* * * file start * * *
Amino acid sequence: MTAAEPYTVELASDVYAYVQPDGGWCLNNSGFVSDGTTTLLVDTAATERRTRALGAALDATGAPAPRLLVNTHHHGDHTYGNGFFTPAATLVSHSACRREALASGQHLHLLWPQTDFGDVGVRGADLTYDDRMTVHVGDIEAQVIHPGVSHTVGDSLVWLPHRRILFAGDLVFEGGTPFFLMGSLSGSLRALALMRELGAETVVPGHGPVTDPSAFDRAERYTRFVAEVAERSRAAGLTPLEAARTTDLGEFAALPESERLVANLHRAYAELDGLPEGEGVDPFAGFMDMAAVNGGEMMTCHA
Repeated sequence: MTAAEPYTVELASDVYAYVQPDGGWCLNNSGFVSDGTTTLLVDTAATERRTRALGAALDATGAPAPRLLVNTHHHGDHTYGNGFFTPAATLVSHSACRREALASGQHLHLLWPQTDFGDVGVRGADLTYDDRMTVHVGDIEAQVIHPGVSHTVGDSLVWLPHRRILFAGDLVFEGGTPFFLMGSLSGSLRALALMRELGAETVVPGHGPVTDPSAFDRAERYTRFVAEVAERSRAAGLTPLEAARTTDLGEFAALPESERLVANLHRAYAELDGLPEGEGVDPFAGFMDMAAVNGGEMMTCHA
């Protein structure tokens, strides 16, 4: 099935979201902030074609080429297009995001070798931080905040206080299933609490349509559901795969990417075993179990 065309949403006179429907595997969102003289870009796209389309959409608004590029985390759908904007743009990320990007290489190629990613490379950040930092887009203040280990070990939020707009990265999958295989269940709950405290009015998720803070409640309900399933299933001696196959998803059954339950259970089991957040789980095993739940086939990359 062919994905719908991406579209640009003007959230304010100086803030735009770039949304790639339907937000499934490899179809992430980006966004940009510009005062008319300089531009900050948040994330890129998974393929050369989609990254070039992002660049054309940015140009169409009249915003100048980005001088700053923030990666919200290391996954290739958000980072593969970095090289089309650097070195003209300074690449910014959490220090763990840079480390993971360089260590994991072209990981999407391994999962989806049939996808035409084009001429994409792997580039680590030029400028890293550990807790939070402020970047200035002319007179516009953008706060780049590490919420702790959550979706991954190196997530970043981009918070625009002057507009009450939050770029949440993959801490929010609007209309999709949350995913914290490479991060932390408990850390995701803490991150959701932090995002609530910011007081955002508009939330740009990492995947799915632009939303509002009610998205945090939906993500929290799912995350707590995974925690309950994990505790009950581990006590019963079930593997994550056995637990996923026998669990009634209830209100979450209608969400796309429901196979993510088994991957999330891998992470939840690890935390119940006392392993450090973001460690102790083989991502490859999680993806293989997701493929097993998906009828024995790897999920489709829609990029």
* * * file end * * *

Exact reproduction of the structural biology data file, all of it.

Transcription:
Amino acid sequence: MTAAEPYTVELASDVYAYVQPDGGWCLNNSGFVSDGTTTLLVDTAATERRTRALGAALDATGAPAPRLLVNTHHHGDHTYGNGFFTPAATLVSHSACRREALASGQHLHLLWPQTDFGDVGVRGADLTYDDRMTVHVGDIEAQVIHPGVSHTVGDSLVWLPHRRILFAGDLVFEGGTPFFLMGSLSGSLRALALMRELGAETVVPGHGPVTDPSAFDRAERYTRFVAEVAERSRAAGLTPLEAARTTDLGEFAALPESERLVANLHRAYAELDGLPEGEGVDPFAGFMDMAAVNGGEMMTCHA
Repeated sequence: MTAAEPYTVELASDVYAYVQPDGGWCLNNSGFVSDGTTTLLVDTAATERRTRALGAALDATGAPAPRLLVNTHHHGDHTYGNGFFTPAATLVSHSACRREALASGQHLHLLWPQTDFGDVGVRGADLTYDDRMTVHVGDIEAQVIHPGVSHTVGDSLVWLPHRRILFAGDLVFEGGTPFFLMGSLSGSLRALALMRELGAETVVPGHGPVTDPSAFDRAERYTRFVAEVAERSRAAGLTPLEAARTTDLGEFAALPESERLVANLHRAYAELDGLPEGEGVDPFAGFMDMAAVNGGEMMTCHA
């Protein structure tokens, strides 16, 4: 099935979201902030074609080429297009995001070798931080905040206080299933609490349509559901795969990417075993179990 065309949403006179429907595997969102003289870009796209389309959409608004590029985390759908904007743009990320990007290489190629990613490379950040930092887009203040280990070990939020707009990265999958295989269940709950405290009015998720803070409640309900399933299933001696196959998803059954339950259970089991957040789980095993739940086939990359 062919994905719908991406579209640009003007959230304010100086803030735009770039949304790639339907937000499934490899179809992430980006966004940009510009005062008319300089531009900050948040994330890129998974393929050369989609990254070039992002660049054309940015140009169409009249915003100048980005001088700053923030990666919200290391996954290739958000980072593969970095090289089309650097070195003209300074690449910014959490220090763990840079480390993971360089260590994991072209990981999407391994999962989806049939996808035409084009001429994409792997580039680590030029400028890293550990807790939070402020970047200035002319007179516009953008706060780049590490919420702790959550979706991954190196997530970043981009918070625009002057507009009450939050770029949440993959801490929010609007209309999709949350995913914290490479991060932390408990850390995701803490991150959701932090995002609530910011007081955002508009939330740009990492995947799915632009939303509002009610998205945090939906993500929290799912995350707590995974925690309950994990505790009950581990006590019963079930593997994550056995637990996923026998669990009634209830209100979450209608969400796309429901196979993510088994991957999330891998992470939840690890935390119940006392392993450090973001460690102790083989991502490859999680993806293989997701493929097993998906009828024995790897999920489709829609990029």